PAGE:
Where to stay in Portugal
What's so special
Portugese hotels don’t come much more luxurious than Vila Joya. It has a beautiful spa, 20 well-appointed rooms with sea views and a two-star Michelin restaurant.
How they rate it
“This is the Algarve’s most hedonistic retreat,” says Mary Lussiana in The Daily Telegraph. The hotel has the feel of a “private villa” with “impeccable” service – “the hotel’s policy of finishing breakfast ‘when the last guest has finished’ tells you all you need to know”. The rooms themselves all have different facilities, ranging from a private pool or Jacuzzi to a log fire. There are 12 standard rooms and eight luxurious suites. Outside there are “lush gardens, filled with palms and bougainvillea”, which lead to the beach.
The hotel restaurant is the only one in Portugal to make the top 50 on the San Pellegrino list of the World’s Best Restaurants and until recently it was the only one in the country with two Michelin stars. Tasting menus draw on Austrian chef Dieter Koschina’s central European background and cooking classes are available.
Double rooms start from €315, including breakfast. For more visit www.vilajoya.com, or call 00 351 219 233 200.
What's so special
Away from the big resorts, golf courses and marinas, you’ll find this boutique hotel famed for its beautiful garden. Close to the hotel is the old walled town of Lagos. Several sandy coves can be reached via steep wooden steps down the cliffs.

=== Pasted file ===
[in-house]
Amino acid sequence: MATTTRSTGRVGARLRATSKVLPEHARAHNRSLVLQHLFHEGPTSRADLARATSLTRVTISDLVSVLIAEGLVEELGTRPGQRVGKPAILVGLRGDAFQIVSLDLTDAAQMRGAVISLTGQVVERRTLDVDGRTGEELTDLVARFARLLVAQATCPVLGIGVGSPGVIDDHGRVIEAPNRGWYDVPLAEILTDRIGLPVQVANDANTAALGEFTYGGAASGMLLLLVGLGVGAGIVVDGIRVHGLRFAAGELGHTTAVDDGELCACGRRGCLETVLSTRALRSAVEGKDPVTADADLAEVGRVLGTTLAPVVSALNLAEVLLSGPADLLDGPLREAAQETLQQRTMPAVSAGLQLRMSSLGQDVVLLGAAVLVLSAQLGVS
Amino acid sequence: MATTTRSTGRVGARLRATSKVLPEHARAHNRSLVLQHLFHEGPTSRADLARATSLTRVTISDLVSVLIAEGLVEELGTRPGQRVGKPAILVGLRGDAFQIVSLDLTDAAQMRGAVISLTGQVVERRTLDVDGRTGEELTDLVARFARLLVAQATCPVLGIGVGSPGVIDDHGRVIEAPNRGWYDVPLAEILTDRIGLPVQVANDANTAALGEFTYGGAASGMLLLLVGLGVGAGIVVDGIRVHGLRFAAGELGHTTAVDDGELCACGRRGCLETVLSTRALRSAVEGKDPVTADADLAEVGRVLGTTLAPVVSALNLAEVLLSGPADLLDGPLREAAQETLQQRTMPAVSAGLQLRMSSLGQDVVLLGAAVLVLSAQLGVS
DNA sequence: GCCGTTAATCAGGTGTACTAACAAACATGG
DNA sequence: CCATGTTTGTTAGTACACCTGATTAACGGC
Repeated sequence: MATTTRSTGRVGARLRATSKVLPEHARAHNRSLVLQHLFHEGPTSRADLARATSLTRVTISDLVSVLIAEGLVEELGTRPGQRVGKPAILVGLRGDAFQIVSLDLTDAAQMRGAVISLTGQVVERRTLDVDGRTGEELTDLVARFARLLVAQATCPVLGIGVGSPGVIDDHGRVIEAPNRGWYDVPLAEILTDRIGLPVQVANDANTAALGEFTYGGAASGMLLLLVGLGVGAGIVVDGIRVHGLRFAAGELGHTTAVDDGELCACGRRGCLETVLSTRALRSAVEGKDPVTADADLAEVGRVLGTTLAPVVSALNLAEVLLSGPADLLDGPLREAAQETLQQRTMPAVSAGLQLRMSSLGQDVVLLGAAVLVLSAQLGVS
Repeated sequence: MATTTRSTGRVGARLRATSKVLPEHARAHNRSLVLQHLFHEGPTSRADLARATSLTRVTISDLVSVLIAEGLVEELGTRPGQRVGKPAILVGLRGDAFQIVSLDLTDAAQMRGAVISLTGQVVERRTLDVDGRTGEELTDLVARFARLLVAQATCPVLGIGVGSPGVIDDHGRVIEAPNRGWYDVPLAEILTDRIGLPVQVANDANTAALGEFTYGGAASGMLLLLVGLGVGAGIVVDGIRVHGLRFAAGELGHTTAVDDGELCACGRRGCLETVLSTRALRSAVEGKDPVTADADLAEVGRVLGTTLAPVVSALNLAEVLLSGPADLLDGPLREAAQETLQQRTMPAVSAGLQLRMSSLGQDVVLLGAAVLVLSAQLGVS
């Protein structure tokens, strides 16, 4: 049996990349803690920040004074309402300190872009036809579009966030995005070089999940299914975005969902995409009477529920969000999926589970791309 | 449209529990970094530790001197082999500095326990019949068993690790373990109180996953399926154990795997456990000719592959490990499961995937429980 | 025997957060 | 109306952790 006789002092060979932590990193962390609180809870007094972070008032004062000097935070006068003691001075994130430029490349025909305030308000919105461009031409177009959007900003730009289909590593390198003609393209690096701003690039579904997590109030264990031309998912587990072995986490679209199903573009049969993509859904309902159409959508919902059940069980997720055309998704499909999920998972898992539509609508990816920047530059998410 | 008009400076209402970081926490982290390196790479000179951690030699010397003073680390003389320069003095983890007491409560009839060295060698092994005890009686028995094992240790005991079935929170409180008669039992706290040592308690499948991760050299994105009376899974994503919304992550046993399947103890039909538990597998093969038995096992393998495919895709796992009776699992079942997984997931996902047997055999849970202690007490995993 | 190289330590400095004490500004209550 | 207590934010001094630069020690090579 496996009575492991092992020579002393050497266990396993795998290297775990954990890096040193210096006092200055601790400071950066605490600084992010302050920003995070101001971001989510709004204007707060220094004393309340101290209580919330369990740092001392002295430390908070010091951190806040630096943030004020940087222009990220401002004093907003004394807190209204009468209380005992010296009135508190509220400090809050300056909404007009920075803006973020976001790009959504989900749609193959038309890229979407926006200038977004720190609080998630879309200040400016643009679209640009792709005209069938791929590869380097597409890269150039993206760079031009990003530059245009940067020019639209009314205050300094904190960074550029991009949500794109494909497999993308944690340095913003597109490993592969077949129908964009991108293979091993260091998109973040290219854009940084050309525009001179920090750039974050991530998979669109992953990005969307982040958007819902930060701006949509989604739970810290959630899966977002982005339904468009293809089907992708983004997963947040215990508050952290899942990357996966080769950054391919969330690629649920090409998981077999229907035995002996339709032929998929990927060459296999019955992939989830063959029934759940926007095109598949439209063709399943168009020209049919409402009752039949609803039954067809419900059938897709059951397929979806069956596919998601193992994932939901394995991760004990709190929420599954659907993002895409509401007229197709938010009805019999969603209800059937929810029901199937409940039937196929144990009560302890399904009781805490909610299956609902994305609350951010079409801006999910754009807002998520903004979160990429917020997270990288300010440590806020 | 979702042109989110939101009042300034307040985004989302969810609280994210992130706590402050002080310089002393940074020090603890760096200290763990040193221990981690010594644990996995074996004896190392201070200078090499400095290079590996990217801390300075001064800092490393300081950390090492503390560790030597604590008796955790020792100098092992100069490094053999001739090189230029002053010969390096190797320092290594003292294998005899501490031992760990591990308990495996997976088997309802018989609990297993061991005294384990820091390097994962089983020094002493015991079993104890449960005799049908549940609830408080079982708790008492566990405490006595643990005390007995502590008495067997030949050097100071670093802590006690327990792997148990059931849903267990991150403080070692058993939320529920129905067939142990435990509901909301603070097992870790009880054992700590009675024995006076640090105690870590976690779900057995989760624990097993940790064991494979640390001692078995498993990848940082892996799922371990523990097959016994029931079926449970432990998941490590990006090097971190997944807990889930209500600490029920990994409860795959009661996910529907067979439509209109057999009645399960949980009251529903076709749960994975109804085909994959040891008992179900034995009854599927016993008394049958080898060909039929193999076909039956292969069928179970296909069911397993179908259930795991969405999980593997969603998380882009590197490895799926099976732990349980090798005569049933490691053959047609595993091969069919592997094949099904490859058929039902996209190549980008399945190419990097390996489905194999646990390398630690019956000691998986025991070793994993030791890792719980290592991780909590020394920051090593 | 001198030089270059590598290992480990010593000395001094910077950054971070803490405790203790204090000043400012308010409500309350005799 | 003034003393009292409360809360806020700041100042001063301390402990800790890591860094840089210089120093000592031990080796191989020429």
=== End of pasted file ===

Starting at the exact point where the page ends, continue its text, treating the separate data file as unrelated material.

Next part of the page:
How they rate it
The garden is the main attraction here. Created by Hans Kortekaas over the past 30 years, it features a 400-year-old olive tree, an orchard with peach, plum and grapefruit trees, and a “classic Italianate garden”, as well as a heated pool, says Tony Dawe in The Times. The owners decided to turn their home into a hotel three years ago and now there are eight spacious suites, each with a terrace or balcony and all with flat-screen TVs and mini-bars.
Breakfasts and light lunches are available daily, with juices straight from the orchard and fresh eggs from the gardener’s farm. Staff will also prepare breakfast or lunch picnics for you to enjoy in the grounds.
Suites start from as little as €100 per night, including breakfast and afternoon tea. The hotel can also be hired out exclusively with prices starting from €1,880 for two nights, with space for 18 guests. For more visit www.boutiquehotelalgarve.com, or call 00 351 282 762135.
Venetian style and luxury
If you’re looking for style and luxury, what could beat a Venetian palace? The Independent’s Laura Holt finds three that have been converted into hotels.
Gritti Palace San Marco has just reopened following a 15-month refurbishment. “Built for the Doge of Venice in 1525, it acted as the Gritti family’s official residence for years, before becoming a hotel in the 19th century.” Notable guests lend their names to the 21 suites – Hemingway and Guggenheim among them – while the Club del Doge restaurant flaunts tables beside the Grand Canal. Doubles from €485, B&B (Thegrittipalace.com).
After buying Ca’ Sagredo Cannaregio (pictured) in the 17th century, the Sagrado family filled it with 800 Renaissance paintings. Today, “a healthy handful remain”. A fresco by Niccolo Bambini and canvases by Andrea Urbani are among them. Doubles from €220, room only (Casagredohotel.com).
For something very different try Ca’ Pisani Dorsoduro. “Step within this ancient merchant’s house for a dash of fresh design flair.” This 29-room property “forgoes the Italian inclination for opulence in favour of clean geometric lines and modern patterns (no chintzy wallpaper and dizzying bedspreads here, thank you)”. Instead, you’ll find artworks by Futurist painter Fortunato Depero and Art Deco walnut furniture. A roof terrace and wine bay “confirm its stylish appeal”. Doubles from €135, including breakfast (Capisanihotel.it).